April 01, 2022
Electronic doctors’ visits suit Māori
A kaupapa Māori study into the experiences of Māori with telehealth during the 2020 Covid-19 lockdown has found against whānau actually liked telephone and other electronic communication with doctors.
Researcher Matire Harwood says telehealth consulting was introduced with 24 hours’ notice because of fear of covid transmission in waiting rooms.
She says many medical professionals were worried major health issues could be missed without hands-on examination and whakawhanaungatanga connection could be lost on the phone.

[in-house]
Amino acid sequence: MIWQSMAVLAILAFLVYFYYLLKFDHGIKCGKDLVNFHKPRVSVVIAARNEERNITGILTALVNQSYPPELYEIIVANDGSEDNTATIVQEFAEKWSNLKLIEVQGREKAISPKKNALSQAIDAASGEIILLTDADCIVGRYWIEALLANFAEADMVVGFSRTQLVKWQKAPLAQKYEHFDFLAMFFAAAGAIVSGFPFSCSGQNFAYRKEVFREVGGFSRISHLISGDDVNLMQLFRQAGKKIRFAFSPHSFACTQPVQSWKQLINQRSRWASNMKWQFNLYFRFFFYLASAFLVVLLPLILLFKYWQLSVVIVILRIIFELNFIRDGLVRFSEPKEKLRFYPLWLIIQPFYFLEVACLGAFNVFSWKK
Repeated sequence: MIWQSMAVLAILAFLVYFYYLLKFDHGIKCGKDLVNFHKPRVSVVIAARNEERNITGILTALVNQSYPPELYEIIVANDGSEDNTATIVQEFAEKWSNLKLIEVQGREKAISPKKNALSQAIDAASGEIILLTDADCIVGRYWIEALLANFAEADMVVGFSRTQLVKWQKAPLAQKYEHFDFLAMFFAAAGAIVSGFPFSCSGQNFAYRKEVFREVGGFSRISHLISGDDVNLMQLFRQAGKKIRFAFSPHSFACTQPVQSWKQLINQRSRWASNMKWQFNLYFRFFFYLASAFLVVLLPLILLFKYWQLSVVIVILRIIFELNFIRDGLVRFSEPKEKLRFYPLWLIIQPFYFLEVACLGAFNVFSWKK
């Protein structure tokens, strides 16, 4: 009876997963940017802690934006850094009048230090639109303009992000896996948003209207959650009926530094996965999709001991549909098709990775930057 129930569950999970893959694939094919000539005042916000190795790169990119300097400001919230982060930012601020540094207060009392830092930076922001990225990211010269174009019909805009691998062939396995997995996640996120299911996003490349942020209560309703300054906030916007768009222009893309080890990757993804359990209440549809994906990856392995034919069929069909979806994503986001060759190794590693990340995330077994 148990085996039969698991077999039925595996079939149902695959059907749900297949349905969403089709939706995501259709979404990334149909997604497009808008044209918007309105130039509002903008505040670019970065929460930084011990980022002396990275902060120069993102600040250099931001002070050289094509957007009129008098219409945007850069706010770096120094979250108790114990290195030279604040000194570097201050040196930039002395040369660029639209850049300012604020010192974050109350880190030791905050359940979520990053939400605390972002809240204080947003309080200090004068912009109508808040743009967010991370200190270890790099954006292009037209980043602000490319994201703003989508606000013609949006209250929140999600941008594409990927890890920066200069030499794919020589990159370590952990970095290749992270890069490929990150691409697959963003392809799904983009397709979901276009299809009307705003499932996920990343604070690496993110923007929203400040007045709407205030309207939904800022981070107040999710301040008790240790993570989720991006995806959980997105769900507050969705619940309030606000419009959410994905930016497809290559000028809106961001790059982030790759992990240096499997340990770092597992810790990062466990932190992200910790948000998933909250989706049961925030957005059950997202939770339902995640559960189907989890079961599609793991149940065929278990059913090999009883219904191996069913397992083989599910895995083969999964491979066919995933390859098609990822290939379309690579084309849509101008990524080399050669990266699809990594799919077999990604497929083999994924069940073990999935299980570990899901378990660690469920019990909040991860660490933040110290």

“Whānau actually said it was so much easier for them to get in and talk to the person they wanted at a time that suited them without having to sit around for potentially hours in a waiting room, not having to take time off work or school, doing the consultation in their own whare, in their living rooms or in their bedrooms where they felt comfortable and had whānau around them,” Dr Harwood says.
She says the value of telehealth is again being demonstrated with doctors communicating with patients stranded by flooding in Tairāwhiti, and she can see a future in which there are medicine vending machines in remote locations which can be accessed with a doctor-provided code.